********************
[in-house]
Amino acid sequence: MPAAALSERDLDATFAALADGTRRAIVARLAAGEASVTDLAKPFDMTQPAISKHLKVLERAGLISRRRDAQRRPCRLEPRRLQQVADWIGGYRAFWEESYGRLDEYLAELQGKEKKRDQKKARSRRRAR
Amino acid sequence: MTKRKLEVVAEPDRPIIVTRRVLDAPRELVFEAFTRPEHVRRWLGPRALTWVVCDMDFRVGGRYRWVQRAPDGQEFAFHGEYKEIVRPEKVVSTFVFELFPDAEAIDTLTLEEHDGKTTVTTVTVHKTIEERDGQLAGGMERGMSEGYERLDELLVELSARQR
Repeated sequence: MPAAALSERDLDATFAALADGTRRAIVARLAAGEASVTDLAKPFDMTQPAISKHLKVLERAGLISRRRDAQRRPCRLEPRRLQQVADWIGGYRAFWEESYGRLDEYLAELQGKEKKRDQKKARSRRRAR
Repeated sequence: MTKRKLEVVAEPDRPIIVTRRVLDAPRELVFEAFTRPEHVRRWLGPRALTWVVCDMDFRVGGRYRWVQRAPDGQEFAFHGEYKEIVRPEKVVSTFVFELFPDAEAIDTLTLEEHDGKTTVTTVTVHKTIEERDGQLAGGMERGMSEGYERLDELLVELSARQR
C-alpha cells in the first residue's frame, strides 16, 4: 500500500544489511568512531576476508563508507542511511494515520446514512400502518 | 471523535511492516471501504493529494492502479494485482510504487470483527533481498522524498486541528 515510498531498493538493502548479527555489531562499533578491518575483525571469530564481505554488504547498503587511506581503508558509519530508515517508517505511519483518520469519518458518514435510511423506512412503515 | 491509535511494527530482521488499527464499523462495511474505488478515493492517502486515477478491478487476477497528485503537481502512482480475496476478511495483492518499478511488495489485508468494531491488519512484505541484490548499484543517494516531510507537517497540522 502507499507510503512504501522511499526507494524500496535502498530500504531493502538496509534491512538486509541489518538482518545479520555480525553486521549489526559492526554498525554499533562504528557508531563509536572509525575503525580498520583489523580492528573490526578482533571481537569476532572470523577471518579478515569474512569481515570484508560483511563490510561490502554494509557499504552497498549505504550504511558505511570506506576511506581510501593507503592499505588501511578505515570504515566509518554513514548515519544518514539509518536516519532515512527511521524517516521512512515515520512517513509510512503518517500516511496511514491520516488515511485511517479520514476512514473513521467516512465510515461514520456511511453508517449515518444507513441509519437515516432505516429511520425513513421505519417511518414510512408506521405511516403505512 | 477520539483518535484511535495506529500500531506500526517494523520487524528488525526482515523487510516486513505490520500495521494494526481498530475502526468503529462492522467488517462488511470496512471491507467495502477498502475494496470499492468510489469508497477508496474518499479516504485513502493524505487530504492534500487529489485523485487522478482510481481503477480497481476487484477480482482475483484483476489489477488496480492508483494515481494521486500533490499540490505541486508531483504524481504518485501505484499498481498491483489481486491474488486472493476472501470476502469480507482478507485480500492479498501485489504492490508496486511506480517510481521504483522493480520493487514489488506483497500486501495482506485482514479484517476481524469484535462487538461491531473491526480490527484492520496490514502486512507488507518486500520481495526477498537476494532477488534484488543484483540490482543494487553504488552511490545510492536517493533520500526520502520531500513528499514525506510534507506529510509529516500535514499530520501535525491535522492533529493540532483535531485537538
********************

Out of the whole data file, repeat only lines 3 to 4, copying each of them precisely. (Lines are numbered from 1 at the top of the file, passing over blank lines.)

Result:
Amino acid sequence: MTKRKLEVVAEPDRPIIVTRRVLDAPRELVFEAFTRPEHVRRWLGPRALTWVVCDMDFRVGGRYRWVQRAPDGQEFAFHGEYKEIVRPEKVVSTFVFELFPDAEAIDTLTLEEHDGKTTVTTVTVHKTIEERDGQLAGGMERGMSEGYERLDELLVELSARQR
Repeated sequence: MPAAALSERDLDATFAALADGTRRAIVARLAAGEASVTDLAKPFDMTQPAISKHLKVLERAGLISRRRDAQRRPCRLEPRRLQQVADWIGGYRAFWEESYGRLDEYLAELQGKEKKRDQKKARSRRRAR